Delhi government aims at establishing 42 Eco-forests

Trying to revive the green cover in the Indian capital

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August 20, 2016

/ By / New Delhi



Witnessing the amount of decrease in the green cover all over the country, the Delhi government vowed to increase the city’s green cover by 5 pc in the next 5 years

Witnessing the amount of decrease in the green cover all over the country, the Delhi government vowed to increase the city’s green cover by 5 pc in the next 5 years

Aiming to increase green cover area in the Indian capital, the Delhi government is working on the development of 42 city forests in the city.

After India lost a lot of original forest areas in the last 10 years, Delhi government has been knuckling down to increase the green cover in the capital of India.

This year, the forest authorities planted more than 1,500 saplings under the Van Mahotsav initiative including Banyan, Neem, Aloe Vera, Tulsi (Holy Basil), Brahmi (Waterhyssop) and Lemongrass, among other species.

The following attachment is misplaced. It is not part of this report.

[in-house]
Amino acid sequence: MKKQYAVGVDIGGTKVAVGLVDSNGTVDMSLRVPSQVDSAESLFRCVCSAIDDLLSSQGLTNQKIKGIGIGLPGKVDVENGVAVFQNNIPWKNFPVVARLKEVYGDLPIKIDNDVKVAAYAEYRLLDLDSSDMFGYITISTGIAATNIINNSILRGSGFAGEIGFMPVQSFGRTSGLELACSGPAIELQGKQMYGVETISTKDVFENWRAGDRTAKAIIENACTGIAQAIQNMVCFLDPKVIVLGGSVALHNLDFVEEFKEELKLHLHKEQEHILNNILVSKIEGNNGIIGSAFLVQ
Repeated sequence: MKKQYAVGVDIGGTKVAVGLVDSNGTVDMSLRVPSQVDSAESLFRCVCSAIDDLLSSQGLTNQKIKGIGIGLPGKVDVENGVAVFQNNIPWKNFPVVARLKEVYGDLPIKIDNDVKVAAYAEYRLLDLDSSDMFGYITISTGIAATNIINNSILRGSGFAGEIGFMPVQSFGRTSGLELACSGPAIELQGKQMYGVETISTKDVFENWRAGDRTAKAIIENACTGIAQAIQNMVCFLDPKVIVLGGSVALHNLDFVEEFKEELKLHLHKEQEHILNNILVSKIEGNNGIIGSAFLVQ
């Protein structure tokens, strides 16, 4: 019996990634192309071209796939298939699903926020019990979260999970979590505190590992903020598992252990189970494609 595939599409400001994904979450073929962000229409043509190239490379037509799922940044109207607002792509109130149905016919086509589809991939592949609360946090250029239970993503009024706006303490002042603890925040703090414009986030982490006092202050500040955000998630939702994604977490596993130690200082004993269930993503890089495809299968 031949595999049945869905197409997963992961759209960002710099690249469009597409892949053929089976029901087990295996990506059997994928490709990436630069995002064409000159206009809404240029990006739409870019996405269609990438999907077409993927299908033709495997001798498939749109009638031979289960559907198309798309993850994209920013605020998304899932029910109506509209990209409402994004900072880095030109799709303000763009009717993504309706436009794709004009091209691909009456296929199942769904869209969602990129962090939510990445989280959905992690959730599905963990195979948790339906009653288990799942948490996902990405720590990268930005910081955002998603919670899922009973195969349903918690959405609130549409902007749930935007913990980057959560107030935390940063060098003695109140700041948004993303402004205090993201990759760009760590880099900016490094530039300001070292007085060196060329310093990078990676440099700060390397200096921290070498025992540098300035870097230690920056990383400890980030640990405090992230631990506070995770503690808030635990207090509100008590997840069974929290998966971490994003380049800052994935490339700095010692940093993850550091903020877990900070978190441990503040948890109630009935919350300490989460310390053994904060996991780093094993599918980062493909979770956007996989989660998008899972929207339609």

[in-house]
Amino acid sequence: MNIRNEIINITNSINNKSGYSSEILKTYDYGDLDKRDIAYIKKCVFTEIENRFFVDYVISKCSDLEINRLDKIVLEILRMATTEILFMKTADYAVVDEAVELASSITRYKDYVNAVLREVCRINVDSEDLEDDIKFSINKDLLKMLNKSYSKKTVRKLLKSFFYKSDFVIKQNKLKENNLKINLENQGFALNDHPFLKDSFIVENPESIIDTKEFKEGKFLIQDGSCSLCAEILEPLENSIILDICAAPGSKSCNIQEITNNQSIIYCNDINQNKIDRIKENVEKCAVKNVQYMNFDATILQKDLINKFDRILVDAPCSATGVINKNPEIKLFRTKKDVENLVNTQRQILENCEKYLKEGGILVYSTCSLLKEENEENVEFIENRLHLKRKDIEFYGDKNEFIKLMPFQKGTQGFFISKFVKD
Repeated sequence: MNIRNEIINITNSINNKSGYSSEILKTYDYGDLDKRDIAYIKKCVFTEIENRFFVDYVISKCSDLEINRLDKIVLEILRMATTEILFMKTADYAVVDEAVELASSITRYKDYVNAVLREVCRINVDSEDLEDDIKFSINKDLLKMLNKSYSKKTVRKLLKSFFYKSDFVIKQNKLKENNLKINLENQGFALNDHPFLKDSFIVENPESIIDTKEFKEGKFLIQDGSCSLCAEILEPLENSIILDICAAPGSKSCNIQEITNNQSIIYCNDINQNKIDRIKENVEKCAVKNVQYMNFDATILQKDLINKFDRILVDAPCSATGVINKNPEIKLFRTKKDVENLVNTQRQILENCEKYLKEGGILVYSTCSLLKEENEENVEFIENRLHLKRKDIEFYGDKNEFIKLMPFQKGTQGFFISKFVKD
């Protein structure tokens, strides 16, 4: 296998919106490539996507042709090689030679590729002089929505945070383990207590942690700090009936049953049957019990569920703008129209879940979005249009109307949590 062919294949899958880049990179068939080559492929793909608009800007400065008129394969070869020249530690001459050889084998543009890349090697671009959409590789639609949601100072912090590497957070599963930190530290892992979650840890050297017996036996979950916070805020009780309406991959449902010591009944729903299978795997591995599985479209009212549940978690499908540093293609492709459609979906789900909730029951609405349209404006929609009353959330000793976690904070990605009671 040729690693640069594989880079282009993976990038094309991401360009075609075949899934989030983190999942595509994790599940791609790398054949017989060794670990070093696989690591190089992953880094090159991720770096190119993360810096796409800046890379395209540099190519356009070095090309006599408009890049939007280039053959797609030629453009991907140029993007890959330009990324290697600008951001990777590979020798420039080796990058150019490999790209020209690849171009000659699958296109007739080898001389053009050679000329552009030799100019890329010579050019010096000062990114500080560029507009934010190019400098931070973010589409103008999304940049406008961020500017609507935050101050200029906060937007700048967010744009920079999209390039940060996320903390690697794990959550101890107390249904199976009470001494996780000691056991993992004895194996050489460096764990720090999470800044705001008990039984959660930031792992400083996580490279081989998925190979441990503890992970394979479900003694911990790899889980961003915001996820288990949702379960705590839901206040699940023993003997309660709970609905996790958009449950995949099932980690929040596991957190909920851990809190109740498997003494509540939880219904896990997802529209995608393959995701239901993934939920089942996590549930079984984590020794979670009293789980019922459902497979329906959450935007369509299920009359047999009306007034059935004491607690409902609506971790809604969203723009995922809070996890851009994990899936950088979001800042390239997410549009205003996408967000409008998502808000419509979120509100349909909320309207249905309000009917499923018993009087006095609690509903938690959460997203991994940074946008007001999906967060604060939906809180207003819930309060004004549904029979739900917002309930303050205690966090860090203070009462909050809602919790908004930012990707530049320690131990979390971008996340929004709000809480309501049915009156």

Van Mahotsav is an annual tree-planting festival in India that was initiated in 1950 by the then Indian Union Minister for Agriculture, Kanaiyalal Maneklal Munshi.

Witnessing the amount of decrease in the green cover all over the country, the Delhi government vowed to increase the city’s green cover by 5 pc in the next 5 years by aiming to establish nearly 20 city forests in the capital by the end of 2016.

Eco-huts for visitors

Under the plan, the authorities will develop in total 42 city forests in Delhi and to inaugurate the drive, two Eco-huts were introduced.

The development kicked off with Mitraon city forest in Najafgarh (West Delhi) on August 17, 2016. The village that is among 26 protected forests in the capital and spreads over 105 acres, was nicely reformed into a city forest in a month by the forest and wildlife department.

The government aims to preserve and promote it as an ecological hotspot, with the addition of a butterfly garden, water bodies, medicinal plant gardens, Yoga and meditation centre, jogging tracks and Eco-huts for visitors, which are expected to be completed by the end of 2016.

Other city forests will be later developed in Garhi village in South Delhi and Jona Pur and Rewla Khanpur in South West Delhi.

With the government getting on the beam to develop sustainable ecology in the city, there is a hope to get back at least half of what the city has lost.

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